Mike O’Dell once quipped that "nobody’s armchair is a good predicter of the future." Nonetheless, we do try to predict it, from the comfort of our armchairs. So much of what we now take for granted on today’s personal computers and laptops was simply unavailable when I wrote this. I’ve uploaded my attempt to predict, in the early 1980’s, what that decade would bring. Some of my predictions came true, some came later than I said, and some did not arrive. I was inspired at the time by what I had seen and read, so I can’t claim the individual ideas to be remarkably original. I do think I was the first to put everything together in this form.
At the time, my then-boss Terry J. Wood and I were doing some technology advocacy, trying to get others to recognize the rapid pace of tech change that was just starting. We had a saying along the lines of "what will it mean when you can hold a 10 MB hard disk in your hand?" Today you can hide a 4 TB NVME SSD in your shirt pocket - that’s 400,000 times as much storage, and it takes a tiny fraction of the space and the electricity.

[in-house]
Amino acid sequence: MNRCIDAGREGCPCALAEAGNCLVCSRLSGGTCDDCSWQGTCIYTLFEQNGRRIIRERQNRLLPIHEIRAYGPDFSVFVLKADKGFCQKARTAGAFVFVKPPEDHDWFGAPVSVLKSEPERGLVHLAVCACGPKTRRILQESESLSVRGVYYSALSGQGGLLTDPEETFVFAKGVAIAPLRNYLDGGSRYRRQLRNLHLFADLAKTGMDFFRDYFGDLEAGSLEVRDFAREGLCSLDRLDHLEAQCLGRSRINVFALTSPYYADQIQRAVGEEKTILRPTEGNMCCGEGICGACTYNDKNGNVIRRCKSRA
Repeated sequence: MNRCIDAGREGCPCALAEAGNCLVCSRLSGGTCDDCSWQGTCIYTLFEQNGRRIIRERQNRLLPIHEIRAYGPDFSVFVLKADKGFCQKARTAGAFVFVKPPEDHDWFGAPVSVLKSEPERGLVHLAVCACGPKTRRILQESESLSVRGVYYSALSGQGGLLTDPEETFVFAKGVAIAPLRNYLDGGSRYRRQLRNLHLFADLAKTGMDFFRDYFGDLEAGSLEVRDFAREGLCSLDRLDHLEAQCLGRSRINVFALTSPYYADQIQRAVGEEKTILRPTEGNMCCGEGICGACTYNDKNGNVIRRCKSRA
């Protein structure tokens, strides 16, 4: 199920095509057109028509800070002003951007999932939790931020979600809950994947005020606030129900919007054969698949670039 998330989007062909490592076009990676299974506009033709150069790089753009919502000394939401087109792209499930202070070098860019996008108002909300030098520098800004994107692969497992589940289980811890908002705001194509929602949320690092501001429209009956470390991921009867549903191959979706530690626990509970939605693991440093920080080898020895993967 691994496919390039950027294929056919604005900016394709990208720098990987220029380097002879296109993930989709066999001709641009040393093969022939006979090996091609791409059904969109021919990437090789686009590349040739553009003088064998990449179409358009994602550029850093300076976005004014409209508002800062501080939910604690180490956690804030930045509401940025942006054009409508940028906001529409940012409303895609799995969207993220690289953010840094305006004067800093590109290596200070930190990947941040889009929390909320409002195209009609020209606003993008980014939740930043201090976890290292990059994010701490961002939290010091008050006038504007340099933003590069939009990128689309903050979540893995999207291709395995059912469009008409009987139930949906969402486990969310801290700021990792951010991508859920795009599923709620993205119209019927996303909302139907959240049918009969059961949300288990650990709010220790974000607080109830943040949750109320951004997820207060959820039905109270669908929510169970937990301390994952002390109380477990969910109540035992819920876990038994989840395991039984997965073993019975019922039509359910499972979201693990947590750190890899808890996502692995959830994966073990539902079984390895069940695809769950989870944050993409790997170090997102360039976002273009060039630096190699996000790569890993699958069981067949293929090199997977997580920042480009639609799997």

I didn’t predict quite how far disk density would increase, nor software-switchable keyboard layouts. And for those who aren’t up on their computing history, before personal computers came along, dedicated deskside PCs that could only do "word processing" were having their 15 minutes of fame in the office technology arena.
If you substitute one really wide LCD monitor or two "plain" wide monitors, and a headset for the telephone handset, my predictions don’t look too far off the mark. 4K TVs and video monitors can be had for around US$500, 8K is appearing, so I suppose my 12K prediction will be met or exceeded by 16K video sometime this decade. I did get that there would be social media with pictures and messages from family and friends. The laptop I’m writing this on features a touchpad - they’re standard on laptops now - though smaller than the one I envisaged. Headphones/earbuds, built-in microphones, speakers, and cameras are also standard. The scan of the original sketch was done on a complete computer system "that you can hold in your hand", that is, a smartphone. So, in fact, was the OCR (optical character recognition) that turned a 1980’s dot-matrix printout into the text of the article which you can finally read here.